• ‘Sailing Against the Tide’

  • 06 Dec 13 Posted under: Social Movements and Trade Unions
  • Interview with Bernadette Ségol (Secretary General of ETUC)*

    On a number of occasions you have said that the implementation of structural reforms, particularly those leading to lower wages, austerity measures and the flexibilisation of the labour market on the continent as a whole, were having disastrous effects on the European social model. What are the discussions inside the ETUC in terms of reacting to austerity? What does the ETUC intend to do in the coming period?

    First, regarding austerity, the structural reforms have caused a dramatic increase in the level of unemployment, reduced public expenditure and thus attacked social protection as well as weakened, or even in practice eliminated, the power of collective bargaining and social dialogue. This is why we say that these austerity measures have had a devastating effect. The ETUC does think it’s necessary to return to balanced national budgets and bring public deficits down to size. However, these accounts must be set right over a much longer period.

    The problem with these austerity measures is their radical character that has triggered this unemployment and flexibilisation of labour. For us, acting against austerity means trying to use all the means available to trade unions to show that austerity does not work, that we cannot now be certain that Ireland, Portugal and Greece will not ask for fresh financial assistance. There are some elements of recovery but nothing to make us expect that unemployment will drop or that we will have decent employment. We therefore have to make it clear that the policies implemented up to now are not working.

    This means we are using all the means available to the ETUC: visibility, taking part in platforms that are open to us and, if need be, mobilisation. These are the only channels open to trade unions. In the coming period before the European elections the ETUC will publish a manifesto with precise demands, calling in particular for a plan of investment for decent jobs that can renew growth. We are trying to create the greatest possible national and Europe-wide visibility for our manifesto. For this we will need our members, along with other alliances, to give this plan the greatest visibility and to encourage workers to vote. Abstention could be dangerous and those who are not on our side will, certainly be mobilised. People should vote and question the candidates about their proposals for exiting the crisis. We will see what happens after the elections. I am fearful of how the elections might turn out, but things are still open. We must not start feeling beaten now. I think that developments in the European Parliament will determine what the ETUC does next. For now, Angela Merkel is in power in Germany for another four years. We will see what she does with her new term of office, though she has already indicated what her line will be. So I don’t expect any radical change in German policies. We find ourselves up against a situation in which the governments as a whole – the Council – will not support our orientations. This does not at all mean that we are wrong but just that we must be aware that we are sailing against the tide. We must have the strength to do so.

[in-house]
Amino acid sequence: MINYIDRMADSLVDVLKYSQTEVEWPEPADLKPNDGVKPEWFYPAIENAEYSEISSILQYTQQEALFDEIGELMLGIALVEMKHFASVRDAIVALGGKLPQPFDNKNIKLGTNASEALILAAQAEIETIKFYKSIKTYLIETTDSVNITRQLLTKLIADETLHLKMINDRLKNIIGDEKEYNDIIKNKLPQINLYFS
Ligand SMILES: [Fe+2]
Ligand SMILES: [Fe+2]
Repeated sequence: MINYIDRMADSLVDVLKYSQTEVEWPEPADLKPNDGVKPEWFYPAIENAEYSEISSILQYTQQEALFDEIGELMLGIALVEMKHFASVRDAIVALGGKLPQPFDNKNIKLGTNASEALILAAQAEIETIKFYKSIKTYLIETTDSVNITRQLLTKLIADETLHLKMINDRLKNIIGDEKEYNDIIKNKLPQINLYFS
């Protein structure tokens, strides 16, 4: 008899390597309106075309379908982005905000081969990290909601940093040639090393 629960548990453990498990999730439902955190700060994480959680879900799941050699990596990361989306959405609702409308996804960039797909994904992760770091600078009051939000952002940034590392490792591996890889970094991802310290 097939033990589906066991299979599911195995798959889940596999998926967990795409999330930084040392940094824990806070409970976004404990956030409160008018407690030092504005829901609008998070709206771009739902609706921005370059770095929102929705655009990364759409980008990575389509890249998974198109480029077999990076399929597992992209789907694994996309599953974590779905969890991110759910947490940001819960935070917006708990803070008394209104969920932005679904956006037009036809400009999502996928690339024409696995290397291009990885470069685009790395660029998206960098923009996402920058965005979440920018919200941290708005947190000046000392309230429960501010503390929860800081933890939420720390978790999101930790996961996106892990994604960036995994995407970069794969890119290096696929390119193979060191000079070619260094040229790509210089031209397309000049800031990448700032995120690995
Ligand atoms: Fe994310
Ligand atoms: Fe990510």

In some member states right-wing nationalist and populist movements have grown in strength. Would you say that the approach based on austerity divides the populations rather than contributing to European unity?